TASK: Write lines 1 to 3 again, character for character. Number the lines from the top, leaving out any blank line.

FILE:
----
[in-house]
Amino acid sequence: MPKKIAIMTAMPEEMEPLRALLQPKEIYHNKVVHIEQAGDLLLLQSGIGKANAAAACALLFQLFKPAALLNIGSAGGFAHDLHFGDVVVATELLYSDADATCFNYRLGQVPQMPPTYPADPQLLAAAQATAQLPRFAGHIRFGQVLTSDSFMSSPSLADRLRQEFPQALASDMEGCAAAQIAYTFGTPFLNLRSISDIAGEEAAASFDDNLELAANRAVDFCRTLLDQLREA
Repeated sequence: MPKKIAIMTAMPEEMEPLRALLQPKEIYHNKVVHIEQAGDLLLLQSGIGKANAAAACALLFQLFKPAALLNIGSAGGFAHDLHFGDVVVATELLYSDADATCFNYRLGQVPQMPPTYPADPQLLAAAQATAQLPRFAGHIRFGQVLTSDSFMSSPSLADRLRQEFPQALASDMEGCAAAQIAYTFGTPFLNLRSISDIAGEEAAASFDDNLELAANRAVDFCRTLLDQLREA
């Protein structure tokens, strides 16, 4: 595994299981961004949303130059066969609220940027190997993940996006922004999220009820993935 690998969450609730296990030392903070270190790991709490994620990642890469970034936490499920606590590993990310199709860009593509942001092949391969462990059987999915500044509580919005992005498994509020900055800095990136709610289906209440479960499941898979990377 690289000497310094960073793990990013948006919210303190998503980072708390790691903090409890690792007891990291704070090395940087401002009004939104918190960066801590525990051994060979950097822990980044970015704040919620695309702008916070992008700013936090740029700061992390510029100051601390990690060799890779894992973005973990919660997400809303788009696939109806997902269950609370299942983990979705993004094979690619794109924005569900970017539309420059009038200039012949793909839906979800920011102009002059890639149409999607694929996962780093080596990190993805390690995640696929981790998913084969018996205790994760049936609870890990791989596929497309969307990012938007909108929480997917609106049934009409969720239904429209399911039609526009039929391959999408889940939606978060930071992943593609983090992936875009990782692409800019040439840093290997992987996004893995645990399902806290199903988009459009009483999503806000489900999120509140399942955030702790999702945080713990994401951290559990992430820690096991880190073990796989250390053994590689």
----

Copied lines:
[in-house]
Amino acid sequence: MPKKIAIMTAMPEEMEPLRALLQPKEIYHNKVVHIEQAGDLLLLQSGIGKANAAAACALLFQLFKPAALLNIGSAGGFAHDLHFGDVVVATELLYSDADATCFNYRLGQVPQMPPTYPADPQLLAAAQATAQLPRFAGHIRFGQVLTSDSFMSSPSLADRLRQEFPQALASDMEGCAAAQIAYTFGTPFLNLRSISDIAGEEAAASFDDNLELAANRAVDFCRTLLDQLREA
Repeated sequence: MPKKIAIMTAMPEEMEPLRALLQPKEIYHNKVVHIEQAGDLLLLQSGIGKANAAAACALLFQLFKPAALLNIGSAGGFAHDLHFGDVVVATELLYSDADATCFNYRLGQVPQMPPTYPADPQLLAAAQATAQLPRFAGHIRFGQVLTSDSFMSSPSLADRLRQEFPQALASDMEGCAAAQIAYTFGTPFLNLRSISDIAGEEAAASFDDNLELAANRAVDFCRTLLDQLREA